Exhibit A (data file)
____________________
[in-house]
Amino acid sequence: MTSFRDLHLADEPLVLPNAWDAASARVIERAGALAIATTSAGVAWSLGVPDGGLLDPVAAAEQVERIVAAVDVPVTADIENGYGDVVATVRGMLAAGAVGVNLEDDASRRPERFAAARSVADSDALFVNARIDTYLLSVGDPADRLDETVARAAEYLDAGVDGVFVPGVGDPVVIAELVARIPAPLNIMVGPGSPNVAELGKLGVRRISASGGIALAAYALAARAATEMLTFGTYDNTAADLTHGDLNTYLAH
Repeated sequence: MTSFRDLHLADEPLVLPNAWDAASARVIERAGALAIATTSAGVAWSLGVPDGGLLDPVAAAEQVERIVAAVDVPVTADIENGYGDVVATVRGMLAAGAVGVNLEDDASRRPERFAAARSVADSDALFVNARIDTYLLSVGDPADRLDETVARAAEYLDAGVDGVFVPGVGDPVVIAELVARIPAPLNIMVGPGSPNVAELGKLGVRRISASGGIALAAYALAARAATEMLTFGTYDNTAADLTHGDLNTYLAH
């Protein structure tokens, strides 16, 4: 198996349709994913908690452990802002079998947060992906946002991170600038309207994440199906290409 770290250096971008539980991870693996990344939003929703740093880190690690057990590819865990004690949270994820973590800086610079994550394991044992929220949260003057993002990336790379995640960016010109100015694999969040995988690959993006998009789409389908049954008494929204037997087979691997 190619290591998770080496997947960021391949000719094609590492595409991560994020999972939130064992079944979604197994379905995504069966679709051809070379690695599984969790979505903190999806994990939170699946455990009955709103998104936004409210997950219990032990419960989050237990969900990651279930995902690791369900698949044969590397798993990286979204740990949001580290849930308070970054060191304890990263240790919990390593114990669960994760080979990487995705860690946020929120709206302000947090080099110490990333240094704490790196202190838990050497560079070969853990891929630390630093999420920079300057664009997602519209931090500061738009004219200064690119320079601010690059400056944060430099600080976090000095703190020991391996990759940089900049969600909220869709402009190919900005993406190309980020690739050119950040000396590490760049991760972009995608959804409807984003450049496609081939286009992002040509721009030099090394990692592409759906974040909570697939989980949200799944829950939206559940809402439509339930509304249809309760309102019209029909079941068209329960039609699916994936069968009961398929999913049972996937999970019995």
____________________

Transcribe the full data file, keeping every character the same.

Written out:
[in-house]
Amino acid sequence: MTSFRDLHLADEPLVLPNAWDAASARVIERAGALAIATTSAGVAWSLGVPDGGLLDPVAAAEQVERIVAAVDVPVTADIENGYGDVVATVRGMLAAGAVGVNLEDDASRRPERFAAARSVADSDALFVNARIDTYLLSVGDPADRLDETVARAAEYLDAGVDGVFVPGVGDPVVIAELVARIPAPLNIMVGPGSPNVAELGKLGVRRISASGGIALAAYALAARAATEMLTFGTYDNTAADLTHGDLNTYLAH
Repeated sequence: MTSFRDLHLADEPLVLPNAWDAASARVIERAGALAIATTSAGVAWSLGVPDGGLLDPVAAAEQVERIVAAVDVPVTADIENGYGDVVATVRGMLAAGAVGVNLEDDASRRPERFAAARSVADSDALFVNARIDTYLLSVGDPADRLDETVARAAEYLDAGVDGVFVPGVGDPVVIAELVARIPAPLNIMVGPGSPNVAELGKLGVRRISASGGIALAAYALAARAATEMLTFGTYDNTAADLTHGDLNTYLAH
């Protein structure tokens, strides 16, 4: 198996349709994913908690452990802002079998947060992906946002991170600038309207994440199906290409 770290250096971008539980991870693996990344939003929703740093880190690690057990590819865990004690949270994820973590800086610079994550394991044992929220949260003057993002990336790379995640960016010109100015694999969040995988690959993006998009789409389908049954008494929204037997087979691997 190619290591998770080496997947960021391949000719094609590492595409991560994020999972939130064992079944979604197994379905995504069966679709051809070379690695599984969790979505903190999806994990939170699946455990009955709103998104936004409210997950219990032990419960989050237990969900990651279930995902690791369900698949044969590397798993990286979204740990949001580290849930308070970054060191304890990263240790919990390593114990669960994760080979990487995705860690946020929120709206302000947090080099110490990333240094704490790196202190838990050497560079070969853990891929630390630093999420920079300057664009997602519209931090500061738009004219200064690119320079601010690059400056944060430099600080976090000095703190020991391996990759940089900049969600909220869709402009190919900005993406190309980020690739050119950040000396590490760049991760972009995608959804409807984003450049496609081939286009992002040509721009030099090394990692592409759906974040909570697939989980949200799944829950939206559940809402439509339930509304249809309760309102019209029909079941068209329960039609699916994936069968009961398929999913049972996937999970019995």